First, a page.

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Potential New Therapeutic Target for Cancer Cachexia is KIAA0930



On July 20, 2023, a brand-new study with the working title “The uncharacterized transcript KIAA0930 confers a cachexia phenotype on cancer cells” appeared in Oncotarget’s Volume 14.

Cancer cachexia patients have a poor prognosis and impaired quality of life. Inflammatory cytokines have been implicated in the development of cancer cachexia in numerous studies using preclinical models; yet, no clinical study specifically targeting cytokines has proved effective. Molecular processes must be found in order to create anti-cachexia therapies.

Based on analyses of microarray datasets and an in vitro muscle atrophy assay, Takahiro Yamakawa, Guoxiang Zhang, Liza Bengrine Najjar, Chun Li, and Keiichi Itakura from Beckman Research Institute of City of Hope identified uncharacterized transcript KIAA0930 as a candidate cachexic factor in this new study.

We state, “We here report the initial characterization of KIAA0930.”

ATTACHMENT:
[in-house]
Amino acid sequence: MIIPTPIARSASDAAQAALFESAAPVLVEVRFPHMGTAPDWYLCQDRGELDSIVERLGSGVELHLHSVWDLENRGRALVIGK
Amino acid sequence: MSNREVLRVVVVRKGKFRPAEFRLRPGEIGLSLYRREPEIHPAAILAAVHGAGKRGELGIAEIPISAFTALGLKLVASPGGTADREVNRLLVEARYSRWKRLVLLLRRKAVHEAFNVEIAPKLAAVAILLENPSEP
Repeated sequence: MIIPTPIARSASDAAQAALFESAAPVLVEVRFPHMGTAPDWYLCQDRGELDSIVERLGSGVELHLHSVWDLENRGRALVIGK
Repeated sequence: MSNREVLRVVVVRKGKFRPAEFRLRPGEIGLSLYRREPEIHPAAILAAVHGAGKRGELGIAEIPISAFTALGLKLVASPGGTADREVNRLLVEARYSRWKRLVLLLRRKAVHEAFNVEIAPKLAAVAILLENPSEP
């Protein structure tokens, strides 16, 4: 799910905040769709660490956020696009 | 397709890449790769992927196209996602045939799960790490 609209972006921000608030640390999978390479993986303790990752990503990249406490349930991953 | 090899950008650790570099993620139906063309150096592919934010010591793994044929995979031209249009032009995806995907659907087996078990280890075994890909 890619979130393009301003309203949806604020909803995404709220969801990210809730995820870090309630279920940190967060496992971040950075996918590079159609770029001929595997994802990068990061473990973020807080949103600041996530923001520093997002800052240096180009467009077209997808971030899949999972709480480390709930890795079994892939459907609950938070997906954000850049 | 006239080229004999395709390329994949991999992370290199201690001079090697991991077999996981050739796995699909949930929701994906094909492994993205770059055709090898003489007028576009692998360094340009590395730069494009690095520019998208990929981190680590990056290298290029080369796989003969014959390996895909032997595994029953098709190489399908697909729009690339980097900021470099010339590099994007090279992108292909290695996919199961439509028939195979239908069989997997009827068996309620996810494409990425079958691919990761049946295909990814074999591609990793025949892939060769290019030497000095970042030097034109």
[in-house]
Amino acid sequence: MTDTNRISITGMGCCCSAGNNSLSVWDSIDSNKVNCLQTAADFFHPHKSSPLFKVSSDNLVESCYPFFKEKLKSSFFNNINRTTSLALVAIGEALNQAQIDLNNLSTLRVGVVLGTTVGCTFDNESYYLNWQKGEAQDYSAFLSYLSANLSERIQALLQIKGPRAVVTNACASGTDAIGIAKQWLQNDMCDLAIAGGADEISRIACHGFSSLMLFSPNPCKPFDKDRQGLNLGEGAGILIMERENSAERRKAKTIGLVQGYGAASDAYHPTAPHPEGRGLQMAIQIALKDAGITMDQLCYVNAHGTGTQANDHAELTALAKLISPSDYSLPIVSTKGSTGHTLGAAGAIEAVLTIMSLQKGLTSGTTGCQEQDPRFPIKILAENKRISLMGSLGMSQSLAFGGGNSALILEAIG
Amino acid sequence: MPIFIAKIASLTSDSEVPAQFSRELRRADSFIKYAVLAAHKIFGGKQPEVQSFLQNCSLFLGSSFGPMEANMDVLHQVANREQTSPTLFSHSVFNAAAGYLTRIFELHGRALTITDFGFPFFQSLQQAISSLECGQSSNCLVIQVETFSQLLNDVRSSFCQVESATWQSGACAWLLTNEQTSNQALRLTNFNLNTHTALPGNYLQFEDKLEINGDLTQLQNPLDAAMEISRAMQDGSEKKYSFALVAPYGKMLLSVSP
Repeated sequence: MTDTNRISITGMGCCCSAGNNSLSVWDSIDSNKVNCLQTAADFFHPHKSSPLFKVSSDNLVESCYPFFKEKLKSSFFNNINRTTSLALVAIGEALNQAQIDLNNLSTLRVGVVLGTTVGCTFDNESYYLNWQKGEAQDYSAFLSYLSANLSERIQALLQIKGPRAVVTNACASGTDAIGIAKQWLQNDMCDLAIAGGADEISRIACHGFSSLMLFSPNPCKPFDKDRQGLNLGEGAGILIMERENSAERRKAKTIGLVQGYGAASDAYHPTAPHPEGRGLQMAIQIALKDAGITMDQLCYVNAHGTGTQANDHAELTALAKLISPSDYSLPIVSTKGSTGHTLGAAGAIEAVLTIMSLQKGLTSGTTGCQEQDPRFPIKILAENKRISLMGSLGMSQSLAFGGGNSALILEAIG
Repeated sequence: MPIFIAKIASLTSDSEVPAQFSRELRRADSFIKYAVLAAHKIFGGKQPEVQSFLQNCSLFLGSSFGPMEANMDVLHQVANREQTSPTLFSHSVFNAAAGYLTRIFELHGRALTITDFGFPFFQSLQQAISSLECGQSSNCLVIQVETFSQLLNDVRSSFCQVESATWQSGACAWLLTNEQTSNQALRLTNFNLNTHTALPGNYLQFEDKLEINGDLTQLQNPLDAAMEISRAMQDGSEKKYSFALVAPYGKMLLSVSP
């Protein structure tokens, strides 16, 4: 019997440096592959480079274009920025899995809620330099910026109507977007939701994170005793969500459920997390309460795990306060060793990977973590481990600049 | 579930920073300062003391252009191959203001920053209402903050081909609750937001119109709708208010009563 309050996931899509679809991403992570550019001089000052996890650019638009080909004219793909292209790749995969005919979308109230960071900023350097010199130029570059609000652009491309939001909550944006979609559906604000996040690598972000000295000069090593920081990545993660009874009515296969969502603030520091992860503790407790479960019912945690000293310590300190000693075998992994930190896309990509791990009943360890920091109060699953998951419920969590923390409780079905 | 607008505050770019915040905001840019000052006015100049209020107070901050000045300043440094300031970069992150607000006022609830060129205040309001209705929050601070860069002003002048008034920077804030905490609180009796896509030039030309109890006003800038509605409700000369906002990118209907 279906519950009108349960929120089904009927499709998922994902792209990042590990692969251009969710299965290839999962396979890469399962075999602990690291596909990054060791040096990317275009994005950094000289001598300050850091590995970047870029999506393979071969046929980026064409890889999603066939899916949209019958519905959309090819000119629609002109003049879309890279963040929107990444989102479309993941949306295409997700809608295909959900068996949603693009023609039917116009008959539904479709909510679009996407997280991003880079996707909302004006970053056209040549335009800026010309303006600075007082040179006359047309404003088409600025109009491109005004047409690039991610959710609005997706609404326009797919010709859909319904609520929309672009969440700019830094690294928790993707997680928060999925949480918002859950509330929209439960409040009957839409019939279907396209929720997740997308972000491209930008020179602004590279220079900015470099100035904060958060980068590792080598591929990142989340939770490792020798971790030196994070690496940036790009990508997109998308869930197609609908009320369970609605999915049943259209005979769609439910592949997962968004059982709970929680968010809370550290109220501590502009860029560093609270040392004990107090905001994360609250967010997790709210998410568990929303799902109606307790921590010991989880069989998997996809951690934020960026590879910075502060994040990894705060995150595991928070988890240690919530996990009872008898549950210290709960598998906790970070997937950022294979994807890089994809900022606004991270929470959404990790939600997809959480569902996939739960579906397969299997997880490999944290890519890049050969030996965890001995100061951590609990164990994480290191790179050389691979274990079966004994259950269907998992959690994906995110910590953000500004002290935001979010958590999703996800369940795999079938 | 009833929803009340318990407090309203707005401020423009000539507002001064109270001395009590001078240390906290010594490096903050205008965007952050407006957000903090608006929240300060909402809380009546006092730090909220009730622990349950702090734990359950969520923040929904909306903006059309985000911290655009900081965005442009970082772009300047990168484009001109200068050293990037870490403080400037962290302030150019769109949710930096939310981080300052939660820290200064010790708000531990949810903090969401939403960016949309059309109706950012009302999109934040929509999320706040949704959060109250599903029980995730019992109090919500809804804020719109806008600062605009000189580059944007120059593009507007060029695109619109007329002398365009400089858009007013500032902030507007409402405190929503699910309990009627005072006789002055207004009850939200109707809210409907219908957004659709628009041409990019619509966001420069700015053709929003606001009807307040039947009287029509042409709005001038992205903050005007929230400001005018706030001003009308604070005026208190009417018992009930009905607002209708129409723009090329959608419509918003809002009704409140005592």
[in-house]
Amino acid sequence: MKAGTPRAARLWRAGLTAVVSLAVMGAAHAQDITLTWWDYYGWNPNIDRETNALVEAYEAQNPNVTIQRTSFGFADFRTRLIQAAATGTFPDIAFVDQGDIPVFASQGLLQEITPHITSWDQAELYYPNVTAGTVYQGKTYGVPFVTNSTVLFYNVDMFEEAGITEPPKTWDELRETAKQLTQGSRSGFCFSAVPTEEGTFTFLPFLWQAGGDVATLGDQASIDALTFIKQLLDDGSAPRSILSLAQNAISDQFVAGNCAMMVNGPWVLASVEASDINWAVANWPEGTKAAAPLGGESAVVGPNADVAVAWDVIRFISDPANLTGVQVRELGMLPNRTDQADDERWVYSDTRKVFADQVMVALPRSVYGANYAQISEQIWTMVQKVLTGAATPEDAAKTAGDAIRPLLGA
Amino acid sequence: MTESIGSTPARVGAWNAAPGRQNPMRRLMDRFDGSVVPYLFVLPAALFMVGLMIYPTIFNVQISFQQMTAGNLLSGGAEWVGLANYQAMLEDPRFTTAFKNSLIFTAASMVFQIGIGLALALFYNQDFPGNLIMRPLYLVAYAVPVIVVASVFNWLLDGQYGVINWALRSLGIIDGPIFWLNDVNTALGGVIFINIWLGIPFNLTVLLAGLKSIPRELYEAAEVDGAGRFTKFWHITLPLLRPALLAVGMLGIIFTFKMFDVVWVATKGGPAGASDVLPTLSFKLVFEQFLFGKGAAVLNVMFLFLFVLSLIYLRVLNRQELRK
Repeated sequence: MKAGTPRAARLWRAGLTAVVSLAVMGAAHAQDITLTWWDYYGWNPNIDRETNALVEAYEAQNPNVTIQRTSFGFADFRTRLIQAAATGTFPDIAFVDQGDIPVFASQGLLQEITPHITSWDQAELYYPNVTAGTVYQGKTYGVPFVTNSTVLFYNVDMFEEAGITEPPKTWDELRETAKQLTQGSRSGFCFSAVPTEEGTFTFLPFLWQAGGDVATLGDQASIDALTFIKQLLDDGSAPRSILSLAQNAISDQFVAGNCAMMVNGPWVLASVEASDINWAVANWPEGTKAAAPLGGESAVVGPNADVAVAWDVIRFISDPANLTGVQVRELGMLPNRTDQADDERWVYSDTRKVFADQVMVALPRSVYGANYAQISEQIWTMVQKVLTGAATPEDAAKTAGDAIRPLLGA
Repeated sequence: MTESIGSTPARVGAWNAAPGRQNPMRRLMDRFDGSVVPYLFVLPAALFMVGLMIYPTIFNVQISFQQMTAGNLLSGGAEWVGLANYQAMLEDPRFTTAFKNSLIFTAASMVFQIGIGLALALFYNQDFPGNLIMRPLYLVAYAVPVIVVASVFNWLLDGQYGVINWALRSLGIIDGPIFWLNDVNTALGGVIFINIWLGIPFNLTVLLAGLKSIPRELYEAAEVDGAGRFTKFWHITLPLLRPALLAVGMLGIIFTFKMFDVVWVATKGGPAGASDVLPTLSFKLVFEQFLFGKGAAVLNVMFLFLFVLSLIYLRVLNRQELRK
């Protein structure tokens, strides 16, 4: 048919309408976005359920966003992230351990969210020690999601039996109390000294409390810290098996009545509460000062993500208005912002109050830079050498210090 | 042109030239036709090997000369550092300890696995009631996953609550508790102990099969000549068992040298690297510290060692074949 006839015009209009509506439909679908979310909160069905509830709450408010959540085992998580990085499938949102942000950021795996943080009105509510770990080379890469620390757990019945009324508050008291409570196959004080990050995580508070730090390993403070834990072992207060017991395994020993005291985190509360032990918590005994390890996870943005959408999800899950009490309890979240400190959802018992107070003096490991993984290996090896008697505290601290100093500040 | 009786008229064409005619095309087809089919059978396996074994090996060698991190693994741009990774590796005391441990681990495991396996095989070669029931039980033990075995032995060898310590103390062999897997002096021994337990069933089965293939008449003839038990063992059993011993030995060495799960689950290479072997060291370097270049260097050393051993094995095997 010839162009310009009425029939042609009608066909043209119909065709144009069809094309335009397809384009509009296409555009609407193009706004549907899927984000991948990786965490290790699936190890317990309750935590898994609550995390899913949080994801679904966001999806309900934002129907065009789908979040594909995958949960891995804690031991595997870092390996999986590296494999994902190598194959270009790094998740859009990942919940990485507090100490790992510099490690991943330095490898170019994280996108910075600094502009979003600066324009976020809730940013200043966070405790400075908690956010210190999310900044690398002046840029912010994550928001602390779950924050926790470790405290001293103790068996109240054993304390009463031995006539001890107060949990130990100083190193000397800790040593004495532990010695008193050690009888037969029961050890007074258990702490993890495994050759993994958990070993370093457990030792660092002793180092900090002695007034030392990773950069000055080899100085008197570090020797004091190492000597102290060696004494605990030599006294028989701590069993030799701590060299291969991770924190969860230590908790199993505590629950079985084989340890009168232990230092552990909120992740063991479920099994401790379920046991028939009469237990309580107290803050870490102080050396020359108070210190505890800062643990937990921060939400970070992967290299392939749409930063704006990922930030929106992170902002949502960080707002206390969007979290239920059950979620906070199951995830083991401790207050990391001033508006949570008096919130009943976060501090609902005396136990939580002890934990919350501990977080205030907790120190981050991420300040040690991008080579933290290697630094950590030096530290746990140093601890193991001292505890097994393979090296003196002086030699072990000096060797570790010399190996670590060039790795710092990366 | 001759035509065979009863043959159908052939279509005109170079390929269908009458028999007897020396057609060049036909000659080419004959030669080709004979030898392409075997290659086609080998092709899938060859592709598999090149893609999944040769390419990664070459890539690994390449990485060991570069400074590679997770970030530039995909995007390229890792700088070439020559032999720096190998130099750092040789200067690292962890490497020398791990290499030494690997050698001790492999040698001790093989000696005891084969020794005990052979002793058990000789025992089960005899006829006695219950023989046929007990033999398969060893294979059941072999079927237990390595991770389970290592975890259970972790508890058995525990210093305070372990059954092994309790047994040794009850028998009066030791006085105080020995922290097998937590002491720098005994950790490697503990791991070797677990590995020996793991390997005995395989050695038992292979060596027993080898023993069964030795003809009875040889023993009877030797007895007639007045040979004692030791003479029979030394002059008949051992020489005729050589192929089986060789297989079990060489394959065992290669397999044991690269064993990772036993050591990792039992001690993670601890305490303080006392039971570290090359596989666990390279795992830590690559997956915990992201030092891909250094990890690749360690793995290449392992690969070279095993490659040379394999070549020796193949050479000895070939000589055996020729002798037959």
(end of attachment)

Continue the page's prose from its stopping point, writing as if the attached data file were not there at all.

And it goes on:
In vitro muscle atrophy was induced by conditioned media from pancreatic, colorectal, gastric, and tongue cancer cells but not by conditioned media from KIAA0930 knockdown cells. According to the PANC-1 orthotopic xenograft study, animals bearing KIAA0930 knockdown cells had larger tibialis anterior muscles than control mice in terms of weight and cross-sectional area. It’s interesting to note that the release of inflammatory cytokines and chemokines from different cancer cell lines was unaffected by KIAA0930 knockdown. KIAA0930 is not secreted from cells and is instead localized in the cytosol, according to an initial characterisation experiment.

“These data suggest that the action of KIAA0930 is independent of the expression of cytokines/chemokines and that KIAA0930 could be a novel therapeutic target for cachexia.”

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